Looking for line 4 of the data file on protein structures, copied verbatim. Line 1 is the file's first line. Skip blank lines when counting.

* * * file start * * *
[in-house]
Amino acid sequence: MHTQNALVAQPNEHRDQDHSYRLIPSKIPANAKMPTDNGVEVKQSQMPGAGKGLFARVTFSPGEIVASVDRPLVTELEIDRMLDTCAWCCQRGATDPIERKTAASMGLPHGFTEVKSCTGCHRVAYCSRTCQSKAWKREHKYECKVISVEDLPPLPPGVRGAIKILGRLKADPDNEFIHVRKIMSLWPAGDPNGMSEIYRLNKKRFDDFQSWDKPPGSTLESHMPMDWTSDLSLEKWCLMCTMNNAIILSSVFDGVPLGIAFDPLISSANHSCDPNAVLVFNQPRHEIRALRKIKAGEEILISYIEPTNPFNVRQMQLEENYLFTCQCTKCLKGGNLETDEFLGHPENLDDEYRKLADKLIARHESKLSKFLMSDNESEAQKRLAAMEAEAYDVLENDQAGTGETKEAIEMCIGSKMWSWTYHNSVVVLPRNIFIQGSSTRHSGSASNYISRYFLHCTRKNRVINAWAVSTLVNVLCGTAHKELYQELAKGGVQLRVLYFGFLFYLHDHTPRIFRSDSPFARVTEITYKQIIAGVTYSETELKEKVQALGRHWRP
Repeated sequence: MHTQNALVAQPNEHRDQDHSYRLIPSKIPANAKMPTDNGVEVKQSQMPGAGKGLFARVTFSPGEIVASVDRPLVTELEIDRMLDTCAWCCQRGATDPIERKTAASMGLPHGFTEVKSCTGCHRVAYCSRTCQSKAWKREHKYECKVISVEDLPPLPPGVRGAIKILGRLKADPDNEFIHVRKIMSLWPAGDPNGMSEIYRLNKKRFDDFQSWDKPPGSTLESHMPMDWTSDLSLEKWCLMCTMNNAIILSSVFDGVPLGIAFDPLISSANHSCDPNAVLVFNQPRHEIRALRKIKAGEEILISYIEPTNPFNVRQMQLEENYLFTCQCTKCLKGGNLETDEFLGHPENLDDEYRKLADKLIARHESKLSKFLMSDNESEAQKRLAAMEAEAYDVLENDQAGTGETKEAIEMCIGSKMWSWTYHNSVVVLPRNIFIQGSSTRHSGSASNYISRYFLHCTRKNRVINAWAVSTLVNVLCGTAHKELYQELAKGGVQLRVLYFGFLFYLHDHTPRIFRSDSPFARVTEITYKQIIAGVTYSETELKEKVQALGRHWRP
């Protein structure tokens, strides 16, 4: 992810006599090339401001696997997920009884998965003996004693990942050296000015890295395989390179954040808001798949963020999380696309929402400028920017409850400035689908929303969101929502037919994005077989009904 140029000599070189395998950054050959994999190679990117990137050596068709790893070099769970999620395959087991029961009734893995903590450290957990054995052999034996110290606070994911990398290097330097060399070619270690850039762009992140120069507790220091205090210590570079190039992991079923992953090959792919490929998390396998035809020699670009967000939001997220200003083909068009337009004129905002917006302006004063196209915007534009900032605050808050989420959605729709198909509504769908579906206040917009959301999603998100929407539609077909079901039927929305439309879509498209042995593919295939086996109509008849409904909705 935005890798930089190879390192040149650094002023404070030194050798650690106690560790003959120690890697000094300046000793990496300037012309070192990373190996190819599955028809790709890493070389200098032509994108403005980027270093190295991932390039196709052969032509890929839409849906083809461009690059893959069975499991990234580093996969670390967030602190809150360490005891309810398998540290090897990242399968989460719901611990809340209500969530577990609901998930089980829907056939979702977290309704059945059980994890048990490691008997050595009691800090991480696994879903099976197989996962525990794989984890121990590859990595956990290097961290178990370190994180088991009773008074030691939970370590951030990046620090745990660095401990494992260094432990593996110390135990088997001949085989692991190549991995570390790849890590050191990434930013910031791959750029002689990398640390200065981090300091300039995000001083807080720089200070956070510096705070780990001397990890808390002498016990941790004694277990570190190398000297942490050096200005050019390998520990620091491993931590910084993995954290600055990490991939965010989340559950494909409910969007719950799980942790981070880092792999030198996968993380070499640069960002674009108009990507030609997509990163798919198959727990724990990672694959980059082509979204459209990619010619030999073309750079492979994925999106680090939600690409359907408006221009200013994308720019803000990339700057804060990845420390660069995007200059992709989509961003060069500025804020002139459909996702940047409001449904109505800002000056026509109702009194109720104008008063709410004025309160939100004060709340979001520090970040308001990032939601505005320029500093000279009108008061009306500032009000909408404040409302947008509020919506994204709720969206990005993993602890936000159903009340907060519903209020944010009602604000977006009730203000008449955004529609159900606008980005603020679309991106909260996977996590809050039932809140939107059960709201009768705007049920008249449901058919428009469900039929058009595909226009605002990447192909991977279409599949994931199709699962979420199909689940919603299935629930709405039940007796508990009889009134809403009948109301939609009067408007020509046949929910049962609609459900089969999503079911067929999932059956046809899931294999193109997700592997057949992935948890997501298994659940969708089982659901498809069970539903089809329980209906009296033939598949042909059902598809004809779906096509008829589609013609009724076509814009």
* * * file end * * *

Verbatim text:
């Protein structure tokens, strides 16, 4: 992810006599090339401001696997997920009884998965003996004693990942050296000015890295395989390179954040808001798949963020999380696309929402400028920017409850400035689908929303969101929502037919994005077989009904 140029000599070189395998950054050959994999190679990117990137050596068709790893070099769970999620395959087991029961009734893995903590450290957990054995052999034996110290606070994911990398290097330097060399070619270690850039762009992140120069507790220091205090210590570079190039992991079923992953090959792919490929998390396998035809020699670009967000939001997220200003083909068009337009004129905002917006302006004063196209915007534009900032605050808050989420959605729709198909509504769908579906206040917009959301999603998100929407539609077909079901039927929305439309879509498209042995593919295939086996109509008849409904909705 935005890798930089190879390192040149650094002023404070030194050798650690106690560790003959120690890697000094300046000793990496300037012309070192990373190996190819599955028809790709890493070389200098032509994108403005980027270093190295991932390039196709052969032509890929839409849906083809461009690059893959069975499991990234580093996969670390967030602190809150360490005891309810398998540290090897990242399968989460719901611990809340209500969530577990609901998930089980829907056939979702977290309704059945059980994890048990490691008997050595009691800090991480696994879903099976197989996962525990794989984890121990590859990595956990290097961290178990370190994180088991009773008074030691939970370590951030990046620090745990660095401990494992260094432990593996110390135990088997001949085989692991190549991995570390790849890590050191990434930013910031791959750029002689990398640390200065981090300091300039995000001083807080720089200070956070510096705070780990001397990890808390002498016990941790004694277990570190190398000297942490050096200005050019390998520990620091491993931590910084993995954290600055990490991939965010989340559950494909409910969007719950799980942790981070880092792999030198996968993380070499640069960002674009108009990507030609997509990163798919198959727990724990990672694959980059082509979204459209990619010619030999073309750079492979994925999106680090939600690409359907408006221009200013994308720019803000990339700057804060990845420390660069995007200059992709989509961003060069500025804020002139459909996702940047409001449904109505800002000056026509109702009194109720104008008063709410004025309160939100004060709340979001520090970040308001990032939601505005320029500093000279009108008061009306500032009000909408404040409302947008509020919506994204709720969206990005993993602890936000159903009340907060519903209020944010009602604000977006009730203000008449955004529609159900606008980005603020679309991106909260996977996590809050039932809140939107059960709201009768705007049920008249449901058919428009469900039929058009595909226009605002990447192909991977279409599949994931199709699962979420199909689940919603299935629930709405039940007796508990009889009134809403009948109301939609009067408007020509046949929910049962609609459900089969999503079911067929999932059956046809899931294999193109997700592997057949992935948890997501298994659940969708089982659901498809069970539903089809329980209906009296033939598949042909059902598809004809779906096509008829589609013609009724076509814009």